Hoos Well
Friday, August 4, 2017

Common conversations are centered around running out of time, having too much on our plates, stress from deadlines and projects, and dreams of the way we’d live our lives if we “only had more time;” leading us to fear that we are missing out on what each day has to offer. We all know time management is a key skill to being successful in the workplace. Time management isn’t just about getting things in on time. It is an important factor in our daily lives and affects our overall wellness by helping us stay calm, focused, and working toward our goals.

So, how can we make sure we are budgeting our time, not only in order to continue our productivity at work, but to allow ourselves time to experience each day to its fullest? How do we make sure that we end each day with a completed checklist, as well as having spent time doing things we love, with the people we love? 1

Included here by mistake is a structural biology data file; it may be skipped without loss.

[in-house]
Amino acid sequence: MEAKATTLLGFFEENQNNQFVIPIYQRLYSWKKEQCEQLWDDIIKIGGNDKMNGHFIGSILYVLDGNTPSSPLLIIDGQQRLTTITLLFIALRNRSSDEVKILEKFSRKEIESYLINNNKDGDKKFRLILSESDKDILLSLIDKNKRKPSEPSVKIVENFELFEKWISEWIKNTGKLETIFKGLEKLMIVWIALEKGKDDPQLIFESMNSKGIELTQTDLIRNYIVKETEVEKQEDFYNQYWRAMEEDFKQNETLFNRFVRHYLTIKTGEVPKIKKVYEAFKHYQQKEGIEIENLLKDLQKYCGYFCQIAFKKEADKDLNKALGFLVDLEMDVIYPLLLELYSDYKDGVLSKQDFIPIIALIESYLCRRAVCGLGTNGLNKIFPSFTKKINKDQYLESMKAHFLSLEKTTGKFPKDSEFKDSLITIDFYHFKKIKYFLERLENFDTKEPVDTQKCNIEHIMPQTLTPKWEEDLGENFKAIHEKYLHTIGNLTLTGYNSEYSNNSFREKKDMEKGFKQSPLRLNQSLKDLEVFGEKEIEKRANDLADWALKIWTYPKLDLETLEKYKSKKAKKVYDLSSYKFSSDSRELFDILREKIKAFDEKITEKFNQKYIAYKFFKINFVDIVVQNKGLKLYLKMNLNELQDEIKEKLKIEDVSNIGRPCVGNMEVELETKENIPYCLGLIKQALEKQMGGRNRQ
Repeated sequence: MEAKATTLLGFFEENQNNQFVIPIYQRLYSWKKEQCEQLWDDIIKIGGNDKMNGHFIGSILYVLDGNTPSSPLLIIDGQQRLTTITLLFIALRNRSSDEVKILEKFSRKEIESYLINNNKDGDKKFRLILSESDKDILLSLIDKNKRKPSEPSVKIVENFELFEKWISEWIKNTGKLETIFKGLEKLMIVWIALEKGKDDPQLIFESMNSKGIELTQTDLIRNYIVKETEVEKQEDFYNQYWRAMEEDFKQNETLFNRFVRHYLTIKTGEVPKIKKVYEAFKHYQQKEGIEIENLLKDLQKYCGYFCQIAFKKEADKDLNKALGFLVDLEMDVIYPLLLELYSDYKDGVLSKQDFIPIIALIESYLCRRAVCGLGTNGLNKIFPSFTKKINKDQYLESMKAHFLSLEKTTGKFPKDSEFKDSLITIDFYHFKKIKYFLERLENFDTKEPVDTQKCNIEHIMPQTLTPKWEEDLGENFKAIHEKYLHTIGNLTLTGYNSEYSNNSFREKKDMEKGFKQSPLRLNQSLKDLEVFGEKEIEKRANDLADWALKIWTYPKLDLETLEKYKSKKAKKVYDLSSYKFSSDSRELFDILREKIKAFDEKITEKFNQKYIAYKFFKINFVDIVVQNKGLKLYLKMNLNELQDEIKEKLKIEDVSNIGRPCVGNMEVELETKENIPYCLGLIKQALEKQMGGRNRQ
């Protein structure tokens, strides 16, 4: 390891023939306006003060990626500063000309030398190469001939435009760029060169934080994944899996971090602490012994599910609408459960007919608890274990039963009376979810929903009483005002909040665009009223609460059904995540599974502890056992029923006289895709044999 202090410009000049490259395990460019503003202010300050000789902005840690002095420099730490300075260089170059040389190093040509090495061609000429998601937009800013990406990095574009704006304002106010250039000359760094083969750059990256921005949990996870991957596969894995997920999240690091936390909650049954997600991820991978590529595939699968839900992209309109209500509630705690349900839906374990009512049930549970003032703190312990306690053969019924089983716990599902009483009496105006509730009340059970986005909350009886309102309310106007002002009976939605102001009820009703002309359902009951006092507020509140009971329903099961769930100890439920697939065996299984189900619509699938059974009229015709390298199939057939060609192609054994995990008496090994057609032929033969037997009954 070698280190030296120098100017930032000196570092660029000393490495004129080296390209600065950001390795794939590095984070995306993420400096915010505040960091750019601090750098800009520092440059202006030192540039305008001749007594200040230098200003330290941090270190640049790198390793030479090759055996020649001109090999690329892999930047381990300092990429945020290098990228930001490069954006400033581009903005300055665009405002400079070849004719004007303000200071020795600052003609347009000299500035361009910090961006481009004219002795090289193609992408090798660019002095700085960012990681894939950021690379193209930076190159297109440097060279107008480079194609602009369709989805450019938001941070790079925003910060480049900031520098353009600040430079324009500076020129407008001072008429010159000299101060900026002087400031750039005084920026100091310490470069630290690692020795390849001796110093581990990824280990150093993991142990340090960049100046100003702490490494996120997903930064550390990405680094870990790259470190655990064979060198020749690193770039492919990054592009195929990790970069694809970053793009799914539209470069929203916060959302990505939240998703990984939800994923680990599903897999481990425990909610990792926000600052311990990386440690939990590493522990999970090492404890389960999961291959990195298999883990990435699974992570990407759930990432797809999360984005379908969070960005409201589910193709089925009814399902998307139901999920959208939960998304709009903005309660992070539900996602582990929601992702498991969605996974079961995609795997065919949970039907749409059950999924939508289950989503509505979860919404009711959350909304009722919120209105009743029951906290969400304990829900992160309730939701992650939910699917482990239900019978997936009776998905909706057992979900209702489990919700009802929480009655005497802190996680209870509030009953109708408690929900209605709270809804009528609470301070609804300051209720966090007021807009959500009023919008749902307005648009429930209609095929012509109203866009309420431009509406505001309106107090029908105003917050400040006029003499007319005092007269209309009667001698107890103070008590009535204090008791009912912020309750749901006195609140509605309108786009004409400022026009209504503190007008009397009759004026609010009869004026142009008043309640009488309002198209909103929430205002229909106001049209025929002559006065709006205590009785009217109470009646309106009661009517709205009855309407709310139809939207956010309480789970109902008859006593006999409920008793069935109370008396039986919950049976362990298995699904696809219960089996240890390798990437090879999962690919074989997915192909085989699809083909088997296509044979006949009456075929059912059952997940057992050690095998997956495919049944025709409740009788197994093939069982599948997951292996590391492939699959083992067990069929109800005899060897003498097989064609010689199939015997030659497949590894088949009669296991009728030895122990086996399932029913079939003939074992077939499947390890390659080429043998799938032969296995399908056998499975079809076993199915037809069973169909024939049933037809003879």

1. Focus on time you DO have: Instead of focusing on what you don’t have time for, think about how much time you DO have. Utilize your breaks and free time wisely. Do you want to add in some exercise after dinner, but typically settle down and catch up with your kids? Take a family walk to talk, catch up, and create healthy habits as a family.
  2. Get good sleep: Sleep is not only important for energy for the next day, but it also helps decrease stress levels, repair and restore muscle and energy after exercising, and helps your mind reset from the previous day’s work. Make sure that you sleep at least 7-8 hours per day.